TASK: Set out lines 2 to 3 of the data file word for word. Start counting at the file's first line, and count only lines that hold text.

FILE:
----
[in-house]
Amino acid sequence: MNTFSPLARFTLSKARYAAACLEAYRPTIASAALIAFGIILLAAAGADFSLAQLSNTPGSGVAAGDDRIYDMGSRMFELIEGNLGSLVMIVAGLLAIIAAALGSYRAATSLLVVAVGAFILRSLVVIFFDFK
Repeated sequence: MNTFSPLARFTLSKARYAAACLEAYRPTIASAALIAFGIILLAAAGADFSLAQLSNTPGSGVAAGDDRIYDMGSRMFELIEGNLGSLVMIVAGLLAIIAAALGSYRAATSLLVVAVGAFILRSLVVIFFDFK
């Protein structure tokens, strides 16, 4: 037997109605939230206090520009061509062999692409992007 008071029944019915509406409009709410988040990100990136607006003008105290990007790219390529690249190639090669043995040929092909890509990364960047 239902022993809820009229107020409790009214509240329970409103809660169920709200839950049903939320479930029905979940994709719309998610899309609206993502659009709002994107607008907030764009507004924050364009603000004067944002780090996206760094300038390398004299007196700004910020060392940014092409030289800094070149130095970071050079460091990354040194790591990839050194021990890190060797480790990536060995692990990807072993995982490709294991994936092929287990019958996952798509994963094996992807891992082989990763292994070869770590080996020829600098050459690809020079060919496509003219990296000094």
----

Amino acid sequence: MNTFSPLARFTLSKARYAAACLEAYRPTIASAALIAFGIILLAAAGADFSLAQLSNTPGSGVAAGDDRIYDMGSRMFELIEGNLGSLVMIVAGLLAIIAAALGSYRAATSLLVVAVGAFILRSLVVIFFDFK
Repeated sequence: MNTFSPLARFTLSKARYAAACLEAYRPTIASAALIAFGIILLAAAGADFSLAQLSNTPGSGVAAGDDRIYDMGSRMFELIEGNLGSLVMIVAGLLAIIAAALGSYRAATSLLVVAVGAFILRSLVVIFFDFK